Oakland Raiders: The Case To Re-Sign Mychal Rivera


Oakland Raiders tight end Mychal Rivera is a free agent, and if the price is right, Reggie McKenzie should absolutely bring him back.

Not long ago, Mychal Rivera seemed to be a lock as the tight end of the future for the Oakland Raiders. The tide started to turn in the opposite direction in 2015, and even into 2016, but it seems that there is a light at the end of the tunnel for the brother of Glee’s star Naya Rivera.

In 2013, Rivera played a full season and had pretty decent numbers, although he was listed as a starter in only three games. He finished with 38 receptions and 4 TDs. More importantly, he had a healthy average of 10.7 yards per reception. Things were looking good, especially because he managed to succeed at a time when the Raiders were a terrible team and the signal caller was the then-underwhelming-now-turned-into-WR Terrelle Pryor.

2014 was also a good year for Rivera, the first one with Derek Carr at the helm. Again, Rivera played in all 16 games, finishing with 58 receptions for 534 yards and 4 TDs, while maintaining a quality average at 9.2 yards per catch.

But Rivera has always had a flaw, which can be fatal for a tight end — poor blocking. And then things started to go south for him in 2015 when the Raiders drafted Clive Walford. At 6’4″ and 250 pounds, Walford was supposed to be a much better blocker than Rivera while having similar receiving ability.

At the same time, alongside Walford, the Raiders brought in Lee Smith, a primarily blocking tight end, but a damn good one at that.

Lee quickly took over the starting job — particularly due to Jack Del Rio’s willingness to run the ball more — and Walford was plugged in passing situations. Rivera was the odd man out, fading into darkness. He finished that year with 32 receptions, 280 years and a single TD — much lower numbers compared to his rookie year stats.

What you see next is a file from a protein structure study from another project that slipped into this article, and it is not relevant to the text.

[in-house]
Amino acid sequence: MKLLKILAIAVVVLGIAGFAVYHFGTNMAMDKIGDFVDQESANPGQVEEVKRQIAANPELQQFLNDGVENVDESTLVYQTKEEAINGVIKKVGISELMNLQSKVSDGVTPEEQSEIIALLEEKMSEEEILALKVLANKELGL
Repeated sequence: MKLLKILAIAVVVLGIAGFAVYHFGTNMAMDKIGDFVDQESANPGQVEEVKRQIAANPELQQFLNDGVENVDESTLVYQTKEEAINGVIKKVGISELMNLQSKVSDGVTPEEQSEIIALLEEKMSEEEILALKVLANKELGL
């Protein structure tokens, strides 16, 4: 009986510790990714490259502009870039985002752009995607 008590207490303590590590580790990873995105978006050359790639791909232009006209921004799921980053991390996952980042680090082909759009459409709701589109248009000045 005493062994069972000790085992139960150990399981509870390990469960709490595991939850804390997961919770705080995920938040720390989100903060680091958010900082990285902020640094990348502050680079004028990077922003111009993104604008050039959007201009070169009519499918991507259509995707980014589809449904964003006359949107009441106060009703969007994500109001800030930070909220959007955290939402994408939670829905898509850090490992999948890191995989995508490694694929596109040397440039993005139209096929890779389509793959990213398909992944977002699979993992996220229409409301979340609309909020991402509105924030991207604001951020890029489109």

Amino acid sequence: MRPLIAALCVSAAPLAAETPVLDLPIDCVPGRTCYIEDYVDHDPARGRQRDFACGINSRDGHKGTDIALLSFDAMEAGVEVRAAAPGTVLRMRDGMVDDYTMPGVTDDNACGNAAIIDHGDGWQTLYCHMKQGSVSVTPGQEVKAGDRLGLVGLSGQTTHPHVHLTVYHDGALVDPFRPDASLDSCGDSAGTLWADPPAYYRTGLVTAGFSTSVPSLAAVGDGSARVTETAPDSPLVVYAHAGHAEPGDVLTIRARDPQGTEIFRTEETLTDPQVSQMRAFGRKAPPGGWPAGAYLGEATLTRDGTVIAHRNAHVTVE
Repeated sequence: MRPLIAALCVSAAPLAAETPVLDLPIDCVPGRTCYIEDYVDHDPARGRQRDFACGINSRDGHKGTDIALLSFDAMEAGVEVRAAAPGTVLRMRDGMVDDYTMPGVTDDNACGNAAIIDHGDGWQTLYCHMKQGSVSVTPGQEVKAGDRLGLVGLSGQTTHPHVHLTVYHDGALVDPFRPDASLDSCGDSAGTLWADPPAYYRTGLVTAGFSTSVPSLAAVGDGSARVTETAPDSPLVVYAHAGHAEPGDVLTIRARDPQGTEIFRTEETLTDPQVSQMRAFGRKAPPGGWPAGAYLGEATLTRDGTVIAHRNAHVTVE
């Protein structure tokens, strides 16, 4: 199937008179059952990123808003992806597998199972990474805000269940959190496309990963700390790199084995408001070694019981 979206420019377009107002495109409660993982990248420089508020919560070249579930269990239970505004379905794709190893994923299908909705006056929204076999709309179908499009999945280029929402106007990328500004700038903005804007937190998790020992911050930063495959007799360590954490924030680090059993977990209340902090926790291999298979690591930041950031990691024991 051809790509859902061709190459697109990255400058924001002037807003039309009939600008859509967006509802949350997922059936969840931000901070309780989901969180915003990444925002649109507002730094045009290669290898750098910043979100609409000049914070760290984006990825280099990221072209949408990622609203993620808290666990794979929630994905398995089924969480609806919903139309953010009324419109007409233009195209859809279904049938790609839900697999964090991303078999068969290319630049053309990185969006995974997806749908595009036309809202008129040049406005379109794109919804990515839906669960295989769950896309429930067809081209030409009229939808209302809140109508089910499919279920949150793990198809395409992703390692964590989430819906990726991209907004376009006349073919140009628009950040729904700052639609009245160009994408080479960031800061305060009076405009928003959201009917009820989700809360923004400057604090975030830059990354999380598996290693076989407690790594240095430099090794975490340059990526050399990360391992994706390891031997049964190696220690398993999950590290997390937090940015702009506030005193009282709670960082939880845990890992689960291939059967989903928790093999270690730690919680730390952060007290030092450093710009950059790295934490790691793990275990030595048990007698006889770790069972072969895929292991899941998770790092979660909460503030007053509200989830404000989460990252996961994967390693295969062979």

This trend continued into 2016. Rivera wasn’t even active in multiple games, which was a really bad sign. But a season-ending injury to Smith opened the door for Rivera at least to suit up on game days again. Walford was still the starting tight end, but he did not pan out the way the Raiders hoped.

After finishing 2015 with 28 receptions for 329 yards and 3 TDs, Walford had nearly identical stats in 2016 — 33 catches, 359 yards and the exact same 3 TDs. Not a lot of improvement, in fact. While Walford was having an unimpressive season, Rivera was there sitting pretty and waiting for another chance.

And the chance did come.

Acquiring Kelechi Osemele made the Raiders already talented offensive line one of the best in the league. At the same time, Latavius Murray, DeAndre Washington and Jalen Richard handled the backfield well, meaning that a blocking tight end was not so desperately needed anymore. Hence, the offense could use a receiving tight end more often.

This led to Bill Musgrave started to call Rivera’s number again. Rivera’s only TD last season came in Week 8 against the Buccaneers:

Despite limited playing time, Rivera managed to make some really good catches, and once again proved himself as reliable option for Derek Carr.

Rivera finished the year with only 18 receptions for 192 yards and the TD above. However, it should be noted that these numbers came in less than half of Walford’s snaps — 702 to 313. If they had played more or less the same number of snaps, it is fair to assume that Rivera would have had similar production to that of Walford.

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My guess is the Raiders are not expecting Rivera to be highly sought in free agency. On the other hand, there are not many free agent tight ends who would represent a clear improvement over Rivera or Walford. Martellus Bennett and Jared Cook would be the most obvious ones, but their price tag would be prohibitive for Reggie McKenzie’s standards, especially Bennett, who is coming out of a Super Bowl victory and has already hinted he wants to get paid.

So if McKenzie will not go after a tight end in free agency and if this position is not addressed in the draft either, why not bring Rivera back, who already knows the offense. Especially if the price is right. Let him battle Walford for snaps, and maintain continuity with the offense.

The bottom line is that Walford has not exploded like the coaches imagined, and so far has failed to show that he is actually a superior receiving tight end to Rivera. If the latter shows improvement in his blocking skills, the Raiders should definitely re-sign him.